DR: This depends on what tasks are outsourced, as well as the task frequency. When first starting with a virtual assistant, a solopreneur will most likely gain several hours per week. As the relationship grows and the solopreneur is more comfortable with virtual assistance, it could easily increase to 10 or more hours per week.
LK: When I hire a virtual assistant, am I hiring one specific person to serve my business?
DR: In most cases, yes. Some virtual assistants have a team they work with and there are also virtual assistant companies. For solopreneurs, I believe it is best to work with one specific virtual assistant so they get to know you and your business and can be more of a partner.
LK: Which services do solopreneurs typically purchase?
DR: Initially, solopreneurs purchase administrative type services. Other specialty services are usually requested as trust is established and a partnership is developed.
LK: When are virtual assistants “on call”?
DR: Typically virtual assistants are not “on call”. They are also business owners and have set business hours. However, their clients can arrange specific hours if needed.
LK: There seem to be a lot of virtual assistants. How do I know I am hiring someone I can trust, and someone who will do a good job?
DR: Excellent question. Unfortunately there is no way to know, just as there is no way to know with an actual employee. I recommend reviewing the virtual assistant’s Web site, read their testimonials and look for credibility. Contact one or several of the clients who have provided testimonials on the Web site.
Additionally, a professional virtual assistant will provide a Proposal and/or Agreement detailing the services requested, timeframe, cost, plus a confidentiality clause protecting the client’s information. You can also interview several virtual assistants to determine if they have the skills you are looking for and if it would be a good personality fit.
LK: What other comments do you have regarding virtual assistants?
DR: Virtual assistants are administrative professionals who start their own businesses because they want to continue doing what they enjoy and support the growth and continued success of other entrepreneurs. We are experienced administrative professionals, and because we have our own business and reputation to protect, we have a vested interest in providing excellent service to our clients.
Deborah Reynolds, owner of DediKated Resource Virtual Administrative Solutions, provides Internet marketing, social media marketing, and virtual assistant services to coaches, solopreneurs and small business owners. She is a Certified Social Media Specialist, Internet Marketing Virtual Assistant, and featured writer for Wise Woman Magazine. For more information on her services, please visit www.dedikatedresource.com or contact her at firstname.lastname@example.org.
Have you ever employed a virtual assistant?
Please share your thoughts in the comments.
Two years ago I decided that I wanted my business computer to be a laptop. My reasons were: I didn’t want to be tied to my home office and my desktop computer anymore; I wanted to have my business computer with me while traveling; and I wanted to be able to work at night in the den of our house, in my favorite chair.
I bought a Macbook for my solo business, and I bought the 13-incher because I liked (and still like) the portability of it. But I foresaw one problem: I’d go bonkers if I had to work at that tiny screen all day! So I bought a second display.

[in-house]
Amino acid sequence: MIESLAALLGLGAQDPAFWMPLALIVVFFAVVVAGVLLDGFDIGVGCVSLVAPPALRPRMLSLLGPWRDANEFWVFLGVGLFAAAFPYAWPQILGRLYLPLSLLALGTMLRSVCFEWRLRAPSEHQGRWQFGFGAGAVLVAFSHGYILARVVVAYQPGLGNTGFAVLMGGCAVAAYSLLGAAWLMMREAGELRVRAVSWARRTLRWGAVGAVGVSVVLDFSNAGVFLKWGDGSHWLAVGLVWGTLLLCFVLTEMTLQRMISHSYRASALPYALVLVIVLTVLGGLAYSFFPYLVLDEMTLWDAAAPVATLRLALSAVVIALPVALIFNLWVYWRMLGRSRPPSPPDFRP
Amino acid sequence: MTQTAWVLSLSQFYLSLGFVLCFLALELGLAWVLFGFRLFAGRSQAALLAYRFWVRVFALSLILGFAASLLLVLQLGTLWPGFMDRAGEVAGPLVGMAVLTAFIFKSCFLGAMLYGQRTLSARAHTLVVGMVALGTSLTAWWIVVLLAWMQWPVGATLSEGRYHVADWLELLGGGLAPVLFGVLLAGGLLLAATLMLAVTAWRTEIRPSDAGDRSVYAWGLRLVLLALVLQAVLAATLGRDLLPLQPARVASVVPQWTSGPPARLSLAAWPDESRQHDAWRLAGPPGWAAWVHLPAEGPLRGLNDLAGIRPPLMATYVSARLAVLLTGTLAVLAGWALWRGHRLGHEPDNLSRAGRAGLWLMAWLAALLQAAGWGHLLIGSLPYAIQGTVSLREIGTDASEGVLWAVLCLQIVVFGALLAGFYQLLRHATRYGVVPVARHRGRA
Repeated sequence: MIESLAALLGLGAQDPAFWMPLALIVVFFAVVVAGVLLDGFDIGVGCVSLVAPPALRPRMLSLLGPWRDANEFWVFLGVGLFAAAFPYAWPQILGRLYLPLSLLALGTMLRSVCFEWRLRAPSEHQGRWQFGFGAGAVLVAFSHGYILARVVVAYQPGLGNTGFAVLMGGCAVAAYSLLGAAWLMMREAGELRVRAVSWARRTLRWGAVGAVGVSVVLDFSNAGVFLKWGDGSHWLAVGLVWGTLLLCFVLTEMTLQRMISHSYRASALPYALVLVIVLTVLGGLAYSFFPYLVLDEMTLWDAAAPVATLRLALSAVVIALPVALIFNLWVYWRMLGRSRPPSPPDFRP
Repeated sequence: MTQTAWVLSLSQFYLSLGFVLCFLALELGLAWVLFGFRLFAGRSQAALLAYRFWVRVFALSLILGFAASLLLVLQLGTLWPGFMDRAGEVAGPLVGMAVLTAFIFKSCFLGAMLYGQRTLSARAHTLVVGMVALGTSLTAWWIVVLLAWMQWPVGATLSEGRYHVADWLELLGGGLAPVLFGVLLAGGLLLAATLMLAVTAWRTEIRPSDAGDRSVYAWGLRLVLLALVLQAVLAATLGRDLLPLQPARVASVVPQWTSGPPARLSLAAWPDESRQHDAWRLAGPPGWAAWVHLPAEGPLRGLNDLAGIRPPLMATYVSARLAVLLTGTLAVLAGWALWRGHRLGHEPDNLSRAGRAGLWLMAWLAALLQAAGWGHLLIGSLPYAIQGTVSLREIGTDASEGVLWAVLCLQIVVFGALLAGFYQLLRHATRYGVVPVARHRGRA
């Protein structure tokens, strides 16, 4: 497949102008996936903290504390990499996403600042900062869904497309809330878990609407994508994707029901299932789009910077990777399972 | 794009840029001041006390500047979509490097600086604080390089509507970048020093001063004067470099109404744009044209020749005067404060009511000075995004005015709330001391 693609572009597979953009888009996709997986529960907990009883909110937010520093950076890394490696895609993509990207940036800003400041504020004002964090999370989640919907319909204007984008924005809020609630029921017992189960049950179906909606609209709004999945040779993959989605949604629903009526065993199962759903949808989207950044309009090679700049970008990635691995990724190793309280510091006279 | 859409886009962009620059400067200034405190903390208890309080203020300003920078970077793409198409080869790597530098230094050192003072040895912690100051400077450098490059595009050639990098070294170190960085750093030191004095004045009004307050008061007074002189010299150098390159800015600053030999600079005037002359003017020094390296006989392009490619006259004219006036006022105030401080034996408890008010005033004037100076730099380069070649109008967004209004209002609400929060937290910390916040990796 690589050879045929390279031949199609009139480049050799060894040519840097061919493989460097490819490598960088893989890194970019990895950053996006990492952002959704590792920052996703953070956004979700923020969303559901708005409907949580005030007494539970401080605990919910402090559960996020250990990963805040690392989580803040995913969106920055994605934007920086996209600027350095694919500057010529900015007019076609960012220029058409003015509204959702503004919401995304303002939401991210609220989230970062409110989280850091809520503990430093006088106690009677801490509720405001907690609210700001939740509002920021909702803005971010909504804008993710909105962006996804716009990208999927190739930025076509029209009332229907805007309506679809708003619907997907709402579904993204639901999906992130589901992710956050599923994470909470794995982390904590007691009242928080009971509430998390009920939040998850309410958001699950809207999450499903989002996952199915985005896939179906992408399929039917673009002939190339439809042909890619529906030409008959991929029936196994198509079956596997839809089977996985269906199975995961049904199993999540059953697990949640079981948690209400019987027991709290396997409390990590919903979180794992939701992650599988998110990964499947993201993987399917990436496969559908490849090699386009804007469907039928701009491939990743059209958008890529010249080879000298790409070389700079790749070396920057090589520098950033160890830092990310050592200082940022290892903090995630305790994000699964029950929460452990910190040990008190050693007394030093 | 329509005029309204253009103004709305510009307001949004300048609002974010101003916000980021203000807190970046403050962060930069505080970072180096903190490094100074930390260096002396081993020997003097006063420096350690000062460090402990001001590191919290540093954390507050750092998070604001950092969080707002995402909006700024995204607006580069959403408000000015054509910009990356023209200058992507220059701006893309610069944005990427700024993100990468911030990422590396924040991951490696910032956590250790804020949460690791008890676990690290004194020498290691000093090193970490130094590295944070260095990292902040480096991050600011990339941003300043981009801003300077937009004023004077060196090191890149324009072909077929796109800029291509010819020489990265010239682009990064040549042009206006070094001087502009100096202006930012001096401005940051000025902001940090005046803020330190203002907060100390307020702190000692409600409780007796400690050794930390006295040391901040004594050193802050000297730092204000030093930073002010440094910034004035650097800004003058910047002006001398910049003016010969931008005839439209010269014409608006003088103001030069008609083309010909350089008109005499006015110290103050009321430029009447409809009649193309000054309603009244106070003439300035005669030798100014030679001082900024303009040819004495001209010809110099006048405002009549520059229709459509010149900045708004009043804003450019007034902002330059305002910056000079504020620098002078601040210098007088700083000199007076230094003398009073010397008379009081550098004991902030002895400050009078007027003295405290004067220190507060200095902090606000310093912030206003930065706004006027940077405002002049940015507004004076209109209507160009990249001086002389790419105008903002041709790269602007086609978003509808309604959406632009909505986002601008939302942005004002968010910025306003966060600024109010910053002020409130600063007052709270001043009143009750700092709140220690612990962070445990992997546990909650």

I think I’m like most people: I love having two displays! I can’t imagine working without two displays. For example, as I write this column I have my text editor on my big screen, and my second screen is displaying my Safari window, which I am using to refer to I articles I am citing. Not having the second screen would annoy me. The annoyance would make my back hurt. And a sore back would have forced me to stop working two hours ago.
So I’ve taken it as fact that my productivity has increased with the two monitors (and hey, 2008 and 2009 are my two best years for revenue!), but this week I was pondering whether my productivity belief was true. I did some digging and the consensus seems to be:
• The experts disagree about whether (or how much) two displays increase productivity.
• The experts agree that if having two displays makes you a happier worker, then you should have two monitors— or three monitors!
Increase Your Productivity by 50 percent?
An oft-cited bit of research conducted in 2003 by Microsoft says dual monitors can increase productivity by 9 to 50 percent. One of the researchers, Gary Starkweather, who also invented the laser printer (cool!), enjoyed telling colleagues that the average display size is not much bigger than an 8-by-11 sheet of paper. He would ask, “What if I took away your desk, and gave you one that was only 8-by-11? How easy would it be for you to work?”
Gary makes a great point, and I can’t argue with it.
But people have questioned the Microsoft study, including Patrick Dubroy, a blogger who writes about computer programming. Patrick studied the data and concluded that average productivity gains across all industries are more like 2.5 percent:
I think it’s fair to say that some tasks can be made significantly faster if you have more screen real estate. On the other hand, I think it’s clear that most programmers are not going to be 50 percent more productive over the course of a day just by getting a second monitor. But if you just can’t live without your dual- or triple-monitor setup, fine! I definitely agree that it can be nice sometimes.
That’s what I say, too! Two monitors make me happy, and it should be whistle while you work, right?
Do you use one display or two for your solo business?
Please share your thoughts in the comments.